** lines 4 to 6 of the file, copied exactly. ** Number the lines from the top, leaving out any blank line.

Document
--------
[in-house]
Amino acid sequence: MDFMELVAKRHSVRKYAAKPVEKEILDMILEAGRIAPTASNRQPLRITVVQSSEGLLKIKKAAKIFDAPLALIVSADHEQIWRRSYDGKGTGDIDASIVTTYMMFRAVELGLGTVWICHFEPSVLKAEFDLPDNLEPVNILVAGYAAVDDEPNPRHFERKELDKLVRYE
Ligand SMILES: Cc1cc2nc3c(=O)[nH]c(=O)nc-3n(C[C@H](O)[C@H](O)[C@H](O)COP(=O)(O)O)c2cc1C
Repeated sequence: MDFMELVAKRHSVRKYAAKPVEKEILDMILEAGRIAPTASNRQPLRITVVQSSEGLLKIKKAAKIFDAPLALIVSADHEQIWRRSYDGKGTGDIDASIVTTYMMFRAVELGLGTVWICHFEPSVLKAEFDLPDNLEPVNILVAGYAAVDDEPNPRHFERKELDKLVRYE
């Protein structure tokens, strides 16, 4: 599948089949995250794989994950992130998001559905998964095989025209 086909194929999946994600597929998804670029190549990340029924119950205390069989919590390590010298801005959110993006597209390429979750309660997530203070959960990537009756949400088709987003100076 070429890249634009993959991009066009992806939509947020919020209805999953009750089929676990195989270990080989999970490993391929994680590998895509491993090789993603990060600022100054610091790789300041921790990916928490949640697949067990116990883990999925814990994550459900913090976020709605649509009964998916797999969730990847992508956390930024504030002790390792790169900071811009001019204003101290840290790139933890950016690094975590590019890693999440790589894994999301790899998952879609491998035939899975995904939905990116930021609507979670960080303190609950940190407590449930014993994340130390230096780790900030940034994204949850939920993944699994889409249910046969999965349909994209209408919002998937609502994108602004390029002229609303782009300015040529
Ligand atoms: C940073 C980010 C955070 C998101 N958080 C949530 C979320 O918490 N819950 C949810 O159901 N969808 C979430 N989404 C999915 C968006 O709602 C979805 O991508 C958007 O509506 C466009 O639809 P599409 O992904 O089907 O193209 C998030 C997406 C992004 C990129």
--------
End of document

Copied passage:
Repeated sequence: MDFMELVAKRHSVRKYAAKPVEKEILDMILEAGRIAPTASNRQPLRITVVQSSEGLLKIKKAAKIFDAPLALIVSADHEQIWRRSYDGKGTGDIDASIVTTYMMFRAVELGLGTVWICHFEPSVLKAEFDLPDNLEPVNILVAGYAAVDDEPNPRHFERKELDKLVRYE
């Protein structure tokens, strides 16, 4: 599948089949995250794989994950992130998001559905998964095989025209 086909194929999946994600597929998804670029190549990340029924119950205390069989919590390590010298801005959110993006597209390429979750309660997530203070959960990537009756949400088709987003100076 070429890249634009993959991009066009992806939509947020919020209805999953009750089929676990195989270990080989999970490993391929994680590998895509491993090789993603990060600022100054610091790789300041921790990916928490949640697949067990116990883990999925814990994550459900913090976020709605649509009964998916797999969730990847992508956390930024504030002790390792790169900071811009001019204003101290840290790139933890950016690094975590590019890693999440790589894994999301790899998952879609491998035939899975995904939905990116930021609507979670960080303190609950940190407590449930014993994340130390230096780790900030940034994204949850939920993944699994889409249910046969999965349909994209209408919002998937609502994108602004390029002229609303782009300015040529
Ligand atoms: C940073 C980010 C955070 C998101 N958080 C949530 C979320 O918490 N819950 C949810 O159901 N969808 C979430 N989404 C999915 C968006 O709602 C979805 O991508 C958007 O509506 C466009 O639809 P599409 O992904 O089907 O193209 C998030 C997406 C992004 C990129």